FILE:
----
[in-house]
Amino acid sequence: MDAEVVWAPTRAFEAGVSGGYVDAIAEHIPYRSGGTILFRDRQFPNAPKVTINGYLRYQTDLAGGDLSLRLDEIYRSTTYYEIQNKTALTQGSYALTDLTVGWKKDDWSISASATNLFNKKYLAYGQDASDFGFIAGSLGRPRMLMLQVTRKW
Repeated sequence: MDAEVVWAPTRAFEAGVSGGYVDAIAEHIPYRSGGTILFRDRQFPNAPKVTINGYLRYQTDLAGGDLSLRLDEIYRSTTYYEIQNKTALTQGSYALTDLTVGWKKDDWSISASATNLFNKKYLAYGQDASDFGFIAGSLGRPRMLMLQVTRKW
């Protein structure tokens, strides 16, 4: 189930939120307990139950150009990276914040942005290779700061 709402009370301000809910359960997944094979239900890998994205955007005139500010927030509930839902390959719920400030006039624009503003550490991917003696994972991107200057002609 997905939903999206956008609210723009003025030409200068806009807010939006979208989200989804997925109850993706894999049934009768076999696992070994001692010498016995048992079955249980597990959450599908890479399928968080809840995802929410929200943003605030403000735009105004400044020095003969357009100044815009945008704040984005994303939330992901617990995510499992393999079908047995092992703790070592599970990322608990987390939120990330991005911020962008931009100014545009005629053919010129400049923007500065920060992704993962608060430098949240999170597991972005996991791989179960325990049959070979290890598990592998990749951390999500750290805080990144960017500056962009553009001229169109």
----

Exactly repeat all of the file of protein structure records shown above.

[in-house]
Amino acid sequence: MDAEVVWAPTRAFEAGVSGGYVDAIAEHIPYRSGGTILFRDRQFPNAPKVTINGYLRYQTDLAGGDLSLRLDEIYRSTTYYEIQNKTALTQGSYALTDLTVGWKKDDWSISASATNLFNKKYLAYGQDASDFGFIAGSLGRPRMLMLQVTRKW
Repeated sequence: MDAEVVWAPTRAFEAGVSGGYVDAIAEHIPYRSGGTILFRDRQFPNAPKVTINGYLRYQTDLAGGDLSLRLDEIYRSTTYYEIQNKTALTQGSYALTDLTVGWKKDDWSISASATNLFNKKYLAYGQDASDFGFIAGSLGRPRMLMLQVTRKW
């Protein structure tokens, strides 16, 4: 189930939120307990139950150009990276914040942005290779700061 709402009370301000809910359960997944094979239900890998994205955007005139500010927030509930839902390959719920400030006039624009503003550490991917003696994972991107200057002609 997905939903999206956008609210723009003025030409200068806009807010939006979208989200989804997925109850993706894999049934009768076999696992070994001692010498016995048992079955249980597990959450599908890479399928968080809840995802929410929200943003605030403000735009105004400044020095003969357009100044815009945008704040984005994303939330992901617990995510499992393999079908047995092992703790070592599970990322608990987390939120990330991005911020962008931009100014545009005629053919010129400049923007500065920060992704993962608060430098949240999170597991972005996991791989179960325990049959070979290890598990592998990749951390999500750290805080990144960017500056962009553009001229169109």